Just a few years ago the subcompact car in the US was a tiny, cheap econobox with a noisy engine and no frills that few people wanted to buy.
But as gasoline prices settle in around US$0.80 per liter, the market for tiny cars is rapidly growing and changing as their styling, interiors and features continue to improve.
"I don't think there's a segment that's come to life quite so quickly and robustly," said Jim Sanfilippo, senior industry analyst for Bloomfield Hills-based Automotive Marketing Consultants Inc.
Analysts say eight tiny cars are on the market from seven makers, but that number is likely to grow as demand increases.
Sales of the diminutive vehicles, called "B-Cars" in the industry, are up 43 percent in the first seven months of the year compared to the same period last year. So far this year, automakers have sold 151,848 of the cars, and analysts say sales easily will surpass the 175,387 sold in all of last year.
Still, it is just a small fraction of a market dominated by larger vehicles. Automakers sold more than 9.8 million cars and light trucks during the first seven months of the year.
The increase, though, has drawn interest from all the auto companies. Executives at Ford Motor Co and DaimlerChrysler AG's Chrysler Group hinted last week that they've got new subcompacts in the works. Toyota Motor Corp, Honda Motor Co. and Nissan Motor Co entered the market this year with great success.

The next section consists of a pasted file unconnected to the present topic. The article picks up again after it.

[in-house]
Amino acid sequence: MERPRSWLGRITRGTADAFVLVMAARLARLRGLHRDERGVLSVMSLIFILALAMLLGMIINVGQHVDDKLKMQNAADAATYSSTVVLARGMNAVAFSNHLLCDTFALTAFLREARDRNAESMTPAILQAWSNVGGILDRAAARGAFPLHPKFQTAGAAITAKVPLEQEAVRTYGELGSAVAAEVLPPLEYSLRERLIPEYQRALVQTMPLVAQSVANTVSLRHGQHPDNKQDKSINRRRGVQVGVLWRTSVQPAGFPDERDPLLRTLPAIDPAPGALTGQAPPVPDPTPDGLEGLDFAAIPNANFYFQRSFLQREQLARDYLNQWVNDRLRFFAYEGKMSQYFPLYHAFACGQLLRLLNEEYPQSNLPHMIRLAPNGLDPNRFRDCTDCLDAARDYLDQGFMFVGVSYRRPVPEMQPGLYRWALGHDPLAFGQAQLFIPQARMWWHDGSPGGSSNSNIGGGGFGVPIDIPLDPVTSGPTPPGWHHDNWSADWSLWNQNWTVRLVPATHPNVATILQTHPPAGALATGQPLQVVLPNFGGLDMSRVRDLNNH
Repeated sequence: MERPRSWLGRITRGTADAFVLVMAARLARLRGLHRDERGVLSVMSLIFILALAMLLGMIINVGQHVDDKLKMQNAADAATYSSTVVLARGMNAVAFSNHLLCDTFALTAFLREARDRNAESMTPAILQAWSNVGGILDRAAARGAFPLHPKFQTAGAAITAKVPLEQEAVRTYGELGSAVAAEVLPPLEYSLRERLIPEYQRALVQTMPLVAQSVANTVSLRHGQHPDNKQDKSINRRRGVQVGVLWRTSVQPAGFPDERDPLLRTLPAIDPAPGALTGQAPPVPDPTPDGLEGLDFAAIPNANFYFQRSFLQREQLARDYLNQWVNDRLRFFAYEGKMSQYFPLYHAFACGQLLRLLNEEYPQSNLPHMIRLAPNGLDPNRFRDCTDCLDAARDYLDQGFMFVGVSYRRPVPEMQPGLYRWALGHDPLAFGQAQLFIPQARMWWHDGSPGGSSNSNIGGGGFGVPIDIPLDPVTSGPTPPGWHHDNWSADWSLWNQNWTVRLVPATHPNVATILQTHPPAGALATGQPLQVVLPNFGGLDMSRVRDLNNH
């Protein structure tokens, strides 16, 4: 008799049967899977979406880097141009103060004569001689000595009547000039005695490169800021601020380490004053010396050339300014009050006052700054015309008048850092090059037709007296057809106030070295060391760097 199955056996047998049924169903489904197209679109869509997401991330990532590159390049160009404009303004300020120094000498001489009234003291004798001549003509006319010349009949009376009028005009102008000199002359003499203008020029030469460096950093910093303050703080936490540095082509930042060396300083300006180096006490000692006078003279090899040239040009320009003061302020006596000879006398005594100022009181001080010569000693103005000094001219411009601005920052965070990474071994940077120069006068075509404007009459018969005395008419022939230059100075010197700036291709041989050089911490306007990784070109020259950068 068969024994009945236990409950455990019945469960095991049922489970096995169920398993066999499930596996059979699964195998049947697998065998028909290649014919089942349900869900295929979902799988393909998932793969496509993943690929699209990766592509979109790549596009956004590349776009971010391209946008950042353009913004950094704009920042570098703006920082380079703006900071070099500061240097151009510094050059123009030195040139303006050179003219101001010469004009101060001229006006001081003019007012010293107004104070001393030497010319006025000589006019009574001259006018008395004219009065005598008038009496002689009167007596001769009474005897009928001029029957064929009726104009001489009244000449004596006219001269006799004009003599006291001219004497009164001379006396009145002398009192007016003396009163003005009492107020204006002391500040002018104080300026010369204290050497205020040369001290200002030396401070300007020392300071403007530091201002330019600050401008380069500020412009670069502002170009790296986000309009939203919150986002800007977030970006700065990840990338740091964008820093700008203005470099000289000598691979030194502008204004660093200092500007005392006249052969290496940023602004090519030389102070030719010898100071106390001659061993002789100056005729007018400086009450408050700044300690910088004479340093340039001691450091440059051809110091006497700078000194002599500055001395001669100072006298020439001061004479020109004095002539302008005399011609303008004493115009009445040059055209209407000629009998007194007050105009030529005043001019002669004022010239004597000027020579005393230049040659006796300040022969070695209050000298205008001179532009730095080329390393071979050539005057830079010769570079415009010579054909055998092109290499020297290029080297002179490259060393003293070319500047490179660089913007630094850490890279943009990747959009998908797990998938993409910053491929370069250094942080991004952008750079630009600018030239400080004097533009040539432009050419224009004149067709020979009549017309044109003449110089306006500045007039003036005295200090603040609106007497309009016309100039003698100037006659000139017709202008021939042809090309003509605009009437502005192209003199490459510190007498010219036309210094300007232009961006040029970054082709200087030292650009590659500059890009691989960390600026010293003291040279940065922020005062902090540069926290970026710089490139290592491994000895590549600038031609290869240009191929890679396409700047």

Demand for the Honda Fit and Toyota Yaris is so high that dealers sell the cars at or above sticker price before they arrive at the showrooms.
General Motors Corp's Chevrolet has been in the market since 2003 with the Aveo, a tiny car built in South Korea by the company's GM Daewoo affiliate. The Aveo is the largest-selling subcompact in the US, and the company was banking on increased sales when it unveiled a redesigned four-door version yesterday.
The Yaris has been the greatest success so far, with 32,822 sold as of July 31. Even though it was just introduced in March, the funky car is closing in on the Aveo for the top spot in the class.
"We have basically sold out every single month," said Jim Turner, managing partner of O'Brien Auto Park in Urbana, Illinois, a group of eight dealerships that includes Toyota. "We pre-sell them before they get here, and they've pretty much been sticker price. Suffice it to say it's been a huge hit."
Honda also has been having trouble meeting demand for the four-seat Fit. At Howard Cooper Honda in Ann Arbor, Michigan, graduate student Joshua Bornfield, 26, was disappointed to find none of the cars on the lot.
He is looking to buy his first new car, and prefers a subcompact because of price and gas mileage.
"If I were able to afford a more expensive car, I don't know that I would pick anything bigger at this point," he said. "I'm looking for fuel economy."
Gasoline prices indeed are driving the increased interest, but the cars are selling because they're much better than the old econoboxes, said Dan Gorrell, a partner in Strategic Vision, a San Diego-based market research firm and consultant to automakers.
"The B-cars of today are far better, more functional, more styled than those of the past," Gorrell said.